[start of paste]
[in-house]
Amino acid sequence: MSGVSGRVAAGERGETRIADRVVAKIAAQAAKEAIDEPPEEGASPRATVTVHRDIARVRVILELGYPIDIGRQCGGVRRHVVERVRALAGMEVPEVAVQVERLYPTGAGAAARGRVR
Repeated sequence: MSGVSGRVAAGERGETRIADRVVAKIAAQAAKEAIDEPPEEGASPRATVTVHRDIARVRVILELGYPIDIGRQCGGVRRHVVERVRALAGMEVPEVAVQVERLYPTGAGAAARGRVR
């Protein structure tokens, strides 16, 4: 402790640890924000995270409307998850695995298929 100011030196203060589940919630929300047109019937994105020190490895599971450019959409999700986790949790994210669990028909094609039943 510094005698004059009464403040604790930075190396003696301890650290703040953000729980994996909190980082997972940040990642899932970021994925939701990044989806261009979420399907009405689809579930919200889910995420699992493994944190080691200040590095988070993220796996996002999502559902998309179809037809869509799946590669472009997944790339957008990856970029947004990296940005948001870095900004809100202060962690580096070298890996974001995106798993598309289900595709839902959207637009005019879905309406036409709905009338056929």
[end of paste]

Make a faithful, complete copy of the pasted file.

[in-house]
Amino acid sequence: MSGVSGRVAAGERGETRIADRVVAKIAAQAAKEAIDEPPEEGASPRATVTVHRDIARVRVILELGYPIDIGRQCGGVRRHVVERVRALAGMEVPEVAVQVERLYPTGAGAAARGRVR
Repeated sequence: MSGVSGRVAAGERGETRIADRVVAKIAAQAAKEAIDEPPEEGASPRATVTVHRDIARVRVILELGYPIDIGRQCGGVRRHVVERVRALAGMEVPEVAVQVERLYPTGAGAAARGRVR
């Protein structure tokens, strides 16, 4: 402790640890924000995270409307998850695995298929 100011030196203060589940919630929300047109019937994105020190490895599971450019959409999700986790949790994210669990028909094609039943 510094005698004059009464403040604790930075190396003696301890650290703040953000729980994996909190980082997972940040990642899932970021994925939701990044989806261009979420399907009405689809579930919200889910995420699992493994944190080691200040590095988070993220796996996002999502559902998309179809037809869509799946590669472009997944790339957008990856970029947004990296940005948001870095900004809100202060962690580096070298890996974001995106798993598309289900595709839902959207637009005019879905309406036409709905009338056929």